When her son was born eight years ago, Vancouver-based designer Marja Koskela welcomed him with an owl-shaped, music-playing crib hanger. She wanted a way to serenade him with Braham’s lullaby that was a bit less girly than the pink music box she had growing up. Koskela knew it was a hit when her son didn’t want to give up the felt toy, even long after he had outgrown his cradle (he kept it in his bed with his other stuffed animals until he was four). Now, she sells them all over the world, from Ireland to New Zealand — and not just to new parents, but to the young at heart who want a quirky piece of decor to hang under their kitchens cupboards. Owl Musicbaby. $30. Through etsy.com/shop/mimishop.

This piece originally appeared in the Globe and Mail on Thursday, March 21, 2013.

Ditches, Beaches and Woods: Where Designers go to Forage

Natalie Stopka's Napkins

Natalie Stopka’s Napkins

For devout foodies, scavenging through public parks and roadside ditches to pick wild, esoteric ingredients is an almost sacred ritual. Although the yields are small, the thistles, berries and greens they collect are nutrient-packed, deeply flavourful and, perhaps most importantly, not what the neighbours are eating.

But gourmands aren’t the only ones out foraging. Pioneering designers, including furniture makers and architects, are uprooting their own raw materials to make everything from cabinetry to structural columns. Turns out there are lots of aesthetic possibilities when working with forage. Roadside weeds can be boiled down to dye textiles, for example, while a naturally fallen tree can make a fetching coffee table.

Continue reading

Coveted: A Pair of Maple Knives

The Federal's Maple Knives

The Federal’s Maple Knives

When friends and industrial designers Ian Murchison and Rohan Thakar left their jobs at Research in Motion a few years ago, they wanted to work on projects that had a more organic quality. So the Carleton grads started the Federal, an Ottawa-based studio that makes tactile, nature-friendly products such as sheep’s wool earmuffs and plywood desk lamps. Even their knives have a soft side. While most tools of butchery have a menacing look, these blades are more aptly described as warm. With the exception of the honed metal edges, they are made entirely of sealed, food-safe Canadian maple – the waving grain of the wood giving them a gentle, painterly effect. Through thefederal.co.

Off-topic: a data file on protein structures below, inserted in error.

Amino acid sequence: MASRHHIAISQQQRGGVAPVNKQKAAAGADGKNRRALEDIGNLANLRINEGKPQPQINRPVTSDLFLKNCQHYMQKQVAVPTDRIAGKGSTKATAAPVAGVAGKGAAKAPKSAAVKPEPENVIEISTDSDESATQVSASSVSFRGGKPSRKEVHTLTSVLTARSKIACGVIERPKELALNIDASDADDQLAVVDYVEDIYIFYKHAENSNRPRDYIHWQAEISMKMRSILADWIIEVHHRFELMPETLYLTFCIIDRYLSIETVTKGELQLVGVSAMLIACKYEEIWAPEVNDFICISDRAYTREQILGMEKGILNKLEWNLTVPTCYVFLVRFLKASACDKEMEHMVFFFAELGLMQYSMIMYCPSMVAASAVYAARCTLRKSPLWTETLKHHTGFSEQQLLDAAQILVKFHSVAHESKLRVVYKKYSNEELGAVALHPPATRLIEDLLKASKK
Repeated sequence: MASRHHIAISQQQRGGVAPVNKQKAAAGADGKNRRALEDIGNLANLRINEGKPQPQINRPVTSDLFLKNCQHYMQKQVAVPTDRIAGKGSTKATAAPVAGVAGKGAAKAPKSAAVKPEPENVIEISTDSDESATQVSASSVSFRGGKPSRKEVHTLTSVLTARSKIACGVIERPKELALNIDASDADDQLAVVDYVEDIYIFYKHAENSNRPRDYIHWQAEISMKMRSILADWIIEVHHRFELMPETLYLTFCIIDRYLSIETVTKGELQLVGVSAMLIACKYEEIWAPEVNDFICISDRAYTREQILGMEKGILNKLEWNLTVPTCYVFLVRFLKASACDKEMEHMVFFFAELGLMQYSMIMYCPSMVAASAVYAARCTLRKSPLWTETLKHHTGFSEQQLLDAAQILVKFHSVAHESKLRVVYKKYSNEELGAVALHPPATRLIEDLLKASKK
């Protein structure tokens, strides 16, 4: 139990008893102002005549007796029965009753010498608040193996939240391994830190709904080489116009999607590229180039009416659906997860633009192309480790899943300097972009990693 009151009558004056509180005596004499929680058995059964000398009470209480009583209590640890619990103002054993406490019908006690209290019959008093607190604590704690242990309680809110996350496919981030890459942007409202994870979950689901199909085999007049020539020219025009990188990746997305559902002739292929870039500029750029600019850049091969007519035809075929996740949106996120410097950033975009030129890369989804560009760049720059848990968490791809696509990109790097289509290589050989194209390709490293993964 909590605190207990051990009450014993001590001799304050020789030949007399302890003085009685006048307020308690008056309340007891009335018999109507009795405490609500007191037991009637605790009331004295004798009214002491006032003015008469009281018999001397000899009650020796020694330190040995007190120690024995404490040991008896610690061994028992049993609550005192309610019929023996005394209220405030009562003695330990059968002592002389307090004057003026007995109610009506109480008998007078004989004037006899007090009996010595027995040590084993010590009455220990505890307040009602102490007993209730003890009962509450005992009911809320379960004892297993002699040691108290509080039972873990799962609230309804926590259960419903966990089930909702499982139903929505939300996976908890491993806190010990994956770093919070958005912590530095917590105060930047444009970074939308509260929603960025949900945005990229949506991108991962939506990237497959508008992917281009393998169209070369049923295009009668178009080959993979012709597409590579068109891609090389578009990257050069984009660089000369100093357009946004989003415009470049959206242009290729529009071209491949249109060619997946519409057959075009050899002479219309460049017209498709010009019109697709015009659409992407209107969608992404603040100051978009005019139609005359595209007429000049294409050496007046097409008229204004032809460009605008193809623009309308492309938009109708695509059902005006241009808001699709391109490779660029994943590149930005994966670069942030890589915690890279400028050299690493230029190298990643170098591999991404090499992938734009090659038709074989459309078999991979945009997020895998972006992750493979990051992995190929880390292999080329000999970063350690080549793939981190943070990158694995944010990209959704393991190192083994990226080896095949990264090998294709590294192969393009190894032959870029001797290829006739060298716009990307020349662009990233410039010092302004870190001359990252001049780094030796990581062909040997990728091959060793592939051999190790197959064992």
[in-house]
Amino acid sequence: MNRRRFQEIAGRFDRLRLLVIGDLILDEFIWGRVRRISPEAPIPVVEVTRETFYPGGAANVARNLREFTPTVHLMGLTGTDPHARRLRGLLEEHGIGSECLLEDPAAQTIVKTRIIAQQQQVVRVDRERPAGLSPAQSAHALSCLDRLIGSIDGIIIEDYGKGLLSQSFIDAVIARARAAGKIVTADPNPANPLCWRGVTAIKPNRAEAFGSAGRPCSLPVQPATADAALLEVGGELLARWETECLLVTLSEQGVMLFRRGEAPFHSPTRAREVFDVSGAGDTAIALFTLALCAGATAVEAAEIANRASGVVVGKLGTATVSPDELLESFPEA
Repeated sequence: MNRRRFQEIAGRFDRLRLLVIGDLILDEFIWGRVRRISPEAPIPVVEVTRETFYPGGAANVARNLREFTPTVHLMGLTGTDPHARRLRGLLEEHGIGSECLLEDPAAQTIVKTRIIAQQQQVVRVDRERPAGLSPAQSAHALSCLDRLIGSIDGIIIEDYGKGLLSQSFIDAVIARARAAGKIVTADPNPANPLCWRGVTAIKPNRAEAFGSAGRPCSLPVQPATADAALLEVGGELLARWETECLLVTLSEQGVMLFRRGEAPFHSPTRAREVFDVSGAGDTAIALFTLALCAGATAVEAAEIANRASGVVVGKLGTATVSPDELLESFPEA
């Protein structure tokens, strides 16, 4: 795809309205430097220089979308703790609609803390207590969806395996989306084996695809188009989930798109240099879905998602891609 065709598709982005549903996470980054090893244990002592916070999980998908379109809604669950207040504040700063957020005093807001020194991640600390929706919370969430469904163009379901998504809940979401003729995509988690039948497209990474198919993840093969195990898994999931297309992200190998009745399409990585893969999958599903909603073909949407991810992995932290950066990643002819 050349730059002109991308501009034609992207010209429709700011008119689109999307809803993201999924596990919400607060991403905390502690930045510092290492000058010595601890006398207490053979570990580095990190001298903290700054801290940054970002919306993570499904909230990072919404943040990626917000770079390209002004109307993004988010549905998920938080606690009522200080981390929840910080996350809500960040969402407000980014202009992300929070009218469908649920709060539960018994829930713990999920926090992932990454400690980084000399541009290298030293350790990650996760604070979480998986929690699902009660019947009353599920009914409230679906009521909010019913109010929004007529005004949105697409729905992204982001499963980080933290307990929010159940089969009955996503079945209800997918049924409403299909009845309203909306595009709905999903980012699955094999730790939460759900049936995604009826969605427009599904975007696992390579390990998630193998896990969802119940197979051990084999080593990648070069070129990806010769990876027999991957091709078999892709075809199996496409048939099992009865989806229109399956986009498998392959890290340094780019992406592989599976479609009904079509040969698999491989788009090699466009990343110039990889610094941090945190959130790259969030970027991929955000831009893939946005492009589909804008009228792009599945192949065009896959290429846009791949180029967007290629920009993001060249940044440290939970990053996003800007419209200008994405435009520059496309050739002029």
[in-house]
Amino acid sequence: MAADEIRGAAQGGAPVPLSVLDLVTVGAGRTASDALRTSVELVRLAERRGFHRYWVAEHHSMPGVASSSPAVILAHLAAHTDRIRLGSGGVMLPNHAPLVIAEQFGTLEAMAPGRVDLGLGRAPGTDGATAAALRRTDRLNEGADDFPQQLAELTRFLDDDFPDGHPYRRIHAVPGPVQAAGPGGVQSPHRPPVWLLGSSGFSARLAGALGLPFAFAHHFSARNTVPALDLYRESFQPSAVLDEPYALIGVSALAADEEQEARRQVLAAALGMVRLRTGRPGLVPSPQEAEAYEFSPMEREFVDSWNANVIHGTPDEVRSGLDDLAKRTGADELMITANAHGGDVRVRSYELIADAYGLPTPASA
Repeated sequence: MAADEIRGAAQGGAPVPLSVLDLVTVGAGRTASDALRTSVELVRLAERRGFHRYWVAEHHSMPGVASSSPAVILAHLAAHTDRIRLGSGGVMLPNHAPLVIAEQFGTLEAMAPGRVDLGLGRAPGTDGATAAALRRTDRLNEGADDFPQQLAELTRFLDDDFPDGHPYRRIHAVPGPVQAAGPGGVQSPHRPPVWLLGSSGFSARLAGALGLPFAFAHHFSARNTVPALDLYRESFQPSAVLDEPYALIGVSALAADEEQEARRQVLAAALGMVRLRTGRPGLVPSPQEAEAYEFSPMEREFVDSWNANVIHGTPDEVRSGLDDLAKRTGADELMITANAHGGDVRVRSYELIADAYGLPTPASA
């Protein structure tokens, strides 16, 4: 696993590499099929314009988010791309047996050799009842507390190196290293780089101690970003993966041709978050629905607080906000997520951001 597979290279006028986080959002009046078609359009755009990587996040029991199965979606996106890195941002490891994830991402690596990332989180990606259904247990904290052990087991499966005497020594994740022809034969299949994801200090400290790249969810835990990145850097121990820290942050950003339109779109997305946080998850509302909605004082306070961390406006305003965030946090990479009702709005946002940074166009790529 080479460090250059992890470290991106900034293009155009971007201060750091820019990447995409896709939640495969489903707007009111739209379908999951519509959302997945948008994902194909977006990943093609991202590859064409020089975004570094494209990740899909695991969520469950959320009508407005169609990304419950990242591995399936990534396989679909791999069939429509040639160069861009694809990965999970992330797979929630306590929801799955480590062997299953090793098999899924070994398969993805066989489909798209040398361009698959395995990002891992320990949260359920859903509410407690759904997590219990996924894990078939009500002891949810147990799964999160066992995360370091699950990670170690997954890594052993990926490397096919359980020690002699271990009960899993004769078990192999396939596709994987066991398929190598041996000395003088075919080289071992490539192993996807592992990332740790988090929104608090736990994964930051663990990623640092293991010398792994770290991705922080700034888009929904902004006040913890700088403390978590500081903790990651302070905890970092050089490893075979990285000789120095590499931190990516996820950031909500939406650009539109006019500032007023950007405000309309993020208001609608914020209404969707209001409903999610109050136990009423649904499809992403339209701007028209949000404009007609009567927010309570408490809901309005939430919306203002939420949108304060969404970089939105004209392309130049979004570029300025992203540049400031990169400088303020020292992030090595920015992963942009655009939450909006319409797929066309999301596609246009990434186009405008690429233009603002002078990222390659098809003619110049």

This piece originally appeared in the Globe and Mail on Thursday, March 14, 2013.

Coveted: Christopher Solar’s Strapping Bench

Christopher Solar's Strap Bench

Christopher Solar’s Strap Bench

Seven years ago, Christopher Solar gave up a career as a software developer and began teaching himself the art of furniture making. After he mastered the classics, the Ottawa-based designer got creative. His Strap Bench is strung with a colourful, almost chaotic top made from seat-belt webbing (the brightly hued kind used in custom hot rods, not your typical sedans). It’s Solar’s wink at traditional weaving techniques, done with an updated, post-industrial sense of ingenuity. And although the taut, crisscrossing pattern looks random, it’s anything but – each strap is carefully placed to ensure the right level of give and support as you sit. From $1,600 through christophersolar.com.

This piece originally appeared in the Globe and Mail on Thursday, March 7, 2013.